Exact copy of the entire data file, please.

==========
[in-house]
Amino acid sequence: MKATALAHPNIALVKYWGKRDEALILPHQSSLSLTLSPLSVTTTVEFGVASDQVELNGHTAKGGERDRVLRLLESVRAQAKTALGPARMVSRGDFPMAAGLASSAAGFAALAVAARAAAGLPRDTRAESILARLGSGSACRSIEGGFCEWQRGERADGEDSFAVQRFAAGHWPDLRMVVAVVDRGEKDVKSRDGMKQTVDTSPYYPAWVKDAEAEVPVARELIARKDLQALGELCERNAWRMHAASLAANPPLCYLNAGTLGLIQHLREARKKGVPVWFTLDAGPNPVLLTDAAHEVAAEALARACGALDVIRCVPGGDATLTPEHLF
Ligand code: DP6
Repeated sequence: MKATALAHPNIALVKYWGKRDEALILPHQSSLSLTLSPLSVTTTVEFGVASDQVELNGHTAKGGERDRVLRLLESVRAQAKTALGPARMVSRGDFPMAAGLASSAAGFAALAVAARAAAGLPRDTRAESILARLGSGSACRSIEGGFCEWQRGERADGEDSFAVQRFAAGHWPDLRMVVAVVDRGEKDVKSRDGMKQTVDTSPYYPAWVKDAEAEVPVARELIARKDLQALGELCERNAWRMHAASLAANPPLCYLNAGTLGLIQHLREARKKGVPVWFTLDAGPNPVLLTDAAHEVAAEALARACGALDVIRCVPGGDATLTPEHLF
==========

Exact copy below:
[in-house]
Amino acid sequence: MKATALAHPNIALVKYWGKRDEALILPHQSSLSLTLSPLSVTTTVEFGVASDQVELNGHTAKGGERDRVLRLLESVRAQAKTALGPARMVSRGDFPMAAGLASSAAGFAALAVAARAAAGLPRDTRAESILARLGSGSACRSIEGGFCEWQRGERADGEDSFAVQRFAAGHWPDLRMVVAVVDRGEKDVKSRDGMKQTVDTSPYYPAWVKDAEAEVPVARELIARKDLQALGELCERNAWRMHAASLAANPPLCYLNAGTLGLIQHLREARKKGVPVWFTLDAGPNPVLLTDAAHEVAAEALARACGALDVIRCVPGGDATLTPEHLF
Ligand code: DP6
Repeated sequence: MKATALAHPNIALVKYWGKRDEALILPHQSSLSLTLSPLSVTTTVEFGVASDQVELNGHTAKGGERDRVLRLLESVRAQAKTALGPARMVSRGDFPMAAGLASSAAGFAALAVAARAAAGLPRDTRAESILARLGSGSACRSIEGGFCEWQRGERADGEDSFAVQRFAAGHWPDLRMVVAVVDRGEKDVKSRDGMKQTVDTSPYYPAWVKDAEAEVPVARELIARKDLQALGELCERNAWRMHAASLAANPPLCYLNAGTLGLIQHLREARKKGVPVWFTLDAGPNPVLLTDAAHEVAAEALARACGALDVIRCVPGGDATLTPEHLF